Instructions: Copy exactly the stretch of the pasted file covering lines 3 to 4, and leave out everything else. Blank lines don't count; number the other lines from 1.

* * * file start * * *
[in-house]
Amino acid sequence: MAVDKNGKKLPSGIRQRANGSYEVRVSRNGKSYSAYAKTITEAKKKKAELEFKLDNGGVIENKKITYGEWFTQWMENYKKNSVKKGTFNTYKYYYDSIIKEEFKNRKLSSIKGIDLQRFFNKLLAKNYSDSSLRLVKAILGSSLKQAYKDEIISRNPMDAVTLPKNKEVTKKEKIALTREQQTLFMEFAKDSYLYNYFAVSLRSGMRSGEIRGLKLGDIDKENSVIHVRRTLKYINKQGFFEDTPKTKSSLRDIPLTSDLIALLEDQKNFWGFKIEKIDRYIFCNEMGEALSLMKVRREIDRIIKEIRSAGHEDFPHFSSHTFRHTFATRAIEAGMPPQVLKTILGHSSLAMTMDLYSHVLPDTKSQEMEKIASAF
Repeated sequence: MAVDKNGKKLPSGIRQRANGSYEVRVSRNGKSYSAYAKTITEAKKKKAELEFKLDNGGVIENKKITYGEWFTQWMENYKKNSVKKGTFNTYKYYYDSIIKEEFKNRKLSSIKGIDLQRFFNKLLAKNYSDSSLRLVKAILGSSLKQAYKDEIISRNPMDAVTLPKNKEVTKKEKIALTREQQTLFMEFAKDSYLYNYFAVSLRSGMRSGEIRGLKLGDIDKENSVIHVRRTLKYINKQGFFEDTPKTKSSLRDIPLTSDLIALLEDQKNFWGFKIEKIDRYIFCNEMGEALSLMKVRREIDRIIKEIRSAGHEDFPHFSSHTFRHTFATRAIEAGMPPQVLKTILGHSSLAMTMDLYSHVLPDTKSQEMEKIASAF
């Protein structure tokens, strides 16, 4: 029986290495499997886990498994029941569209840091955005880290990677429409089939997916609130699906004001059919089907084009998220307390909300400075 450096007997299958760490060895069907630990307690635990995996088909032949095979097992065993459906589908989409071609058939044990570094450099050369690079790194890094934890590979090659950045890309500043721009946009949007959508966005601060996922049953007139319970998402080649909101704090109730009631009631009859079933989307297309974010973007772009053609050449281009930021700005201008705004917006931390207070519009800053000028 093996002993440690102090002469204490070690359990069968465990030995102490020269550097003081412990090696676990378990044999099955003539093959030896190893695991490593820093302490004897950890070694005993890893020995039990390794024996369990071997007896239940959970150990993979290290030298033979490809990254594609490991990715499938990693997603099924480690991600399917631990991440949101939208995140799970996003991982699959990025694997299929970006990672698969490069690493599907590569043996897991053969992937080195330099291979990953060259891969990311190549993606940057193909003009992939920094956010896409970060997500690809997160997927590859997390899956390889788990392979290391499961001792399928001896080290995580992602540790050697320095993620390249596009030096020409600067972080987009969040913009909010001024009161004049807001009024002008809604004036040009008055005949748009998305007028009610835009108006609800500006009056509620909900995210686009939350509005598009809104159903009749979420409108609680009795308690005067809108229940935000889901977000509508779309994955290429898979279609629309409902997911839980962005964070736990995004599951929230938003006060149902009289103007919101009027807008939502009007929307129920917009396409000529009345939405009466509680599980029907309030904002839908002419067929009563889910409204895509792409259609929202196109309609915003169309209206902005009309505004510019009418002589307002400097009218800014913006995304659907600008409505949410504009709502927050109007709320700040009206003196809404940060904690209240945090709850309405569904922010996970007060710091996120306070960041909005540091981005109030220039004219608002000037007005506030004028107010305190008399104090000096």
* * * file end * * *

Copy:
Repeated sequence: MAVDKNGKKLPSGIRQRANGSYEVRVSRNGKSYSAYAKTITEAKKKKAELEFKLDNGGVIENKKITYGEWFTQWMENYKKNSVKKGTFNTYKYYYDSIIKEEFKNRKLSSIKGIDLQRFFNKLLAKNYSDSSLRLVKAILGSSLKQAYKDEIISRNPMDAVTLPKNKEVTKKEKIALTREQQTLFMEFAKDSYLYNYFAVSLRSGMRSGEIRGLKLGDIDKENSVIHVRRTLKYINKQGFFEDTPKTKSSLRDIPLTSDLIALLEDQKNFWGFKIEKIDRYIFCNEMGEALSLMKVRREIDRIIKEIRSAGHEDFPHFSSHTFRHTFATRAIEAGMPPQVLKTILGHSSLAMTMDLYSHVLPDTKSQEMEKIASAF
């Protein structure tokens, strides 16, 4: 029986290495499997886990498994029941569209840091955005880290990677429409089939997916609130699906004001059919089907084009998220307390909300400075 450096007997299958760490060895069907630990307690635990995996088909032949095979097992065993459906589908989409071609058939044990570094450099050369690079790194890094934890590979090659950045890309500043721009946009949007959508966005601060996922049953007139319970998402080649909101704090109730009631009631009859079933989307297309974010973007772009053609050449281009930021700005201008705004917006931390207070519009800053000028 093996002993440690102090002469204490070690359990069968465990030995102490020269550097003081412990090696676990378990044999099955003539093959030896190893695991490593820093302490004897950890070694005993890893020995039990390794024996369990071997007896239940959970150990993979290290030298033979490809990254594609490991990715499938990693997603099924480690991600399917631990991440949101939208995140799970996003991982699959990025694997299929970006990672698969490069690493599907590569043996897991053969992937080195330099291979990953060259891969990311190549993606940057193909003009992939920094956010896409970060997500690809997160997927590859997390899956390889788990392979290391499961001792399928001896080290995580992602540790050697320095993620390249596009030096020409600067972080987009969040913009909010001024009161004049807001009024002008809604004036040009008055005949748009998305007028009610835009108006609800500006009056509620909900995210686009939350509005598009809104159903009749979420409108609680009795308690005067809108229940935000889901977000509508779309994955290429898979279609629309409902997911839980962005964070736990995004599951929230938003006060149902009289103007919101009027807008939502009007929307129920917009396409000529009345939405009466509680599980029907309030904002839908002419067929009563889910409204895509792409259609929202196109309609915003169309209206902005009309505004510019009418002589307002400097009218800014913006995304659907600008409505949410504009709502927050109007709320700040009206003196809404940060904690209240945090709850309405569904922010996970007060710091996120306070960041909005540091981005109030220039004219608002000037007005506030004028107010305190008399104090000096």